Division of Archives and Records Service

Spotlight On Carol Inglesby

Rae Gifford
November 27, 2015




Carol Inglesby has been with the Department of Commerce’s Division of Occupational and Professional Licensing for over 25 years. She has been in her current role with the Division “for so long that the dates have begun to run together.” While her responsibilities extend far beyond records management, Carol works to ensure that records are scheduled, stored, and made available as they are needed by either members of her Division or the general public.

One of her most successful projects has been to institute a tracking system for all records requests, which allows her to see what was requested and when. She has also created a number of templates for the most common records request interactions to increase efficiency and ease the entire process for her Division.

Carol also manages the trainings of her DOPL employees on the retention and classification schedules. She works with others to keep up-to-date on all of the legislative changes, and is the person who leads the charge to ensure that retention schedules and formats are followed at all levels of management. Her current goal is to update her trainings for the new staff and include electronic records. She admits that she struggles with the new electronic records, and was glad to attend last month’s e-records conference to learn more. For all new records officers she offers 3 helpful tips:CarolInglesby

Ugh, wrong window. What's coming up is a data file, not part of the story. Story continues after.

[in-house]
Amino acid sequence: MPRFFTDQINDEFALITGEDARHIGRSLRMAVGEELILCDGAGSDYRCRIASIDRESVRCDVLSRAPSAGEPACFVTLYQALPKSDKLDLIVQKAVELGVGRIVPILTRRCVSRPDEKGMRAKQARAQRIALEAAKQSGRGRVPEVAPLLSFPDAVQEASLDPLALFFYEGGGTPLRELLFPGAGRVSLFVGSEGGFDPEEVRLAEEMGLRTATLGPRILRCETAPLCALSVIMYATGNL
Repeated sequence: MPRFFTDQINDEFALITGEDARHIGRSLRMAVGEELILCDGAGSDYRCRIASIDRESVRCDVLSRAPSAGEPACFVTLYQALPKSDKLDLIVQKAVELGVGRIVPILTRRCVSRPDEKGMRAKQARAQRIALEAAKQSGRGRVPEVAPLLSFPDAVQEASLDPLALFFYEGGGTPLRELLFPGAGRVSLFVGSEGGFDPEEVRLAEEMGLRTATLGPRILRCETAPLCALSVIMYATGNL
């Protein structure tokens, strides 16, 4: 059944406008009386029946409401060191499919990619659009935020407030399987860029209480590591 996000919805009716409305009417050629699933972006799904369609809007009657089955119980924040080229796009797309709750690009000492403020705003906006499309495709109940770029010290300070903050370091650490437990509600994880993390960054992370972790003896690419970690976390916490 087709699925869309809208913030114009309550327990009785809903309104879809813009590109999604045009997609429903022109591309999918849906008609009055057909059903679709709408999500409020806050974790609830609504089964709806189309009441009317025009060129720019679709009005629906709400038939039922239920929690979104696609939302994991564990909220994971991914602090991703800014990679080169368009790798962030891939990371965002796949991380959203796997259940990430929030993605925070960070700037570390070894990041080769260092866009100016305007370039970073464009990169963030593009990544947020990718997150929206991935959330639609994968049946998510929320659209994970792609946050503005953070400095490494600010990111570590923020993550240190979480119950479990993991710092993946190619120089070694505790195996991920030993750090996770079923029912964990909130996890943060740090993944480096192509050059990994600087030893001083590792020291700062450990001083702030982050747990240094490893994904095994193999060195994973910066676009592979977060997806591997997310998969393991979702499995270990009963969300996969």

1. Once you learn what needs to be done for records management, pay attention to what your department or division does regularly so you can figure out how to apply the rules to your daily job.
  2. Create templates for the things that
    you do frequently. There is no need to reinvent the wheel with each interaction.
  3. Be sure to attend the records management trainings, or ask questions when you get stuck.

Carol’s supervisor, Mark Steinagel, states that “thanks to Carol, records classification, records requests, and records retention at the Agency work like a finely tuned instrument that is always in tune and ready to play, and when played plays flawlessly.”


Thanks for all you do Carol!    We salute you!